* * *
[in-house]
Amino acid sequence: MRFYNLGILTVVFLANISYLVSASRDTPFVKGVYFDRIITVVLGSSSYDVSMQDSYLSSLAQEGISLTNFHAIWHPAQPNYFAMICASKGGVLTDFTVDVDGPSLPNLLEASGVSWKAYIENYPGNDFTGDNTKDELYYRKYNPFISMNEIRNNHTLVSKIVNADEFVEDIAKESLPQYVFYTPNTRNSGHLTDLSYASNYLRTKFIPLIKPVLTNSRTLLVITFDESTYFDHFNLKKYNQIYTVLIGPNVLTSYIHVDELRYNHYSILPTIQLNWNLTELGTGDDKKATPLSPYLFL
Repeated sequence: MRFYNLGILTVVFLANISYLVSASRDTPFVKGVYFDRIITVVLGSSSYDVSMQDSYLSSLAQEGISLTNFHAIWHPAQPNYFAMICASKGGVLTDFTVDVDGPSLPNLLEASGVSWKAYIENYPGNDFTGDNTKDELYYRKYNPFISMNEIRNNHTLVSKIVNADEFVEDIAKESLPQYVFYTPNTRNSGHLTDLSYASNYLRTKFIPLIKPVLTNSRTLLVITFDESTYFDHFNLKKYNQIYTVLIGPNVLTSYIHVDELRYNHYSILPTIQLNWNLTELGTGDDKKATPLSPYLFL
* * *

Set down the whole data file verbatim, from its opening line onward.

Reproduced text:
[in-house]
Amino acid sequence: MRFYNLGILTVVFLANISYLVSASRDTPFVKGVYFDRIITVVLGSSSYDVSMQDSYLSSLAQEGISLTNFHAIWHPAQPNYFAMICASKGGVLTDFTVDVDGPSLPNLLEASGVSWKAYIENYPGNDFTGDNTKDELYYRKYNPFISMNEIRNNHTLVSKIVNADEFVEDIAKESLPQYVFYTPNTRNSGHLTDLSYASNYLRTKFIPLIKPVLTNSRTLLVITFDESTYFDHFNLKKYNQIYTVLIGPNVLTSYIHVDELRYNHYSILPTIQLNWNLTELGTGDDKKATPLSPYLFL
Repeated sequence: MRFYNLGILTVVFLANISYLVSASRDTPFVKGVYFDRIITVVLGSSSYDVSMQDSYLSSLAQEGISLTNFHAIWHPAQPNYFAMICASKGGVLTDFTVDVDGPSLPNLLEASGVSWKAYIENYPGNDFTGDNTKDELYYRKYNPFISMNEIRNNHTLVSKIVNADEFVEDIAKESLPQYVFYTPNTRNSGHLTDLSYASNYLRTKFIPLIKPVLTNSRTLLVITFDESTYFDHFNLKKYNQIYTVLIGPNVLTSYIHVDELRYNHYSILPTIQLNWNLTELGTGDDKKATPLSPYLFL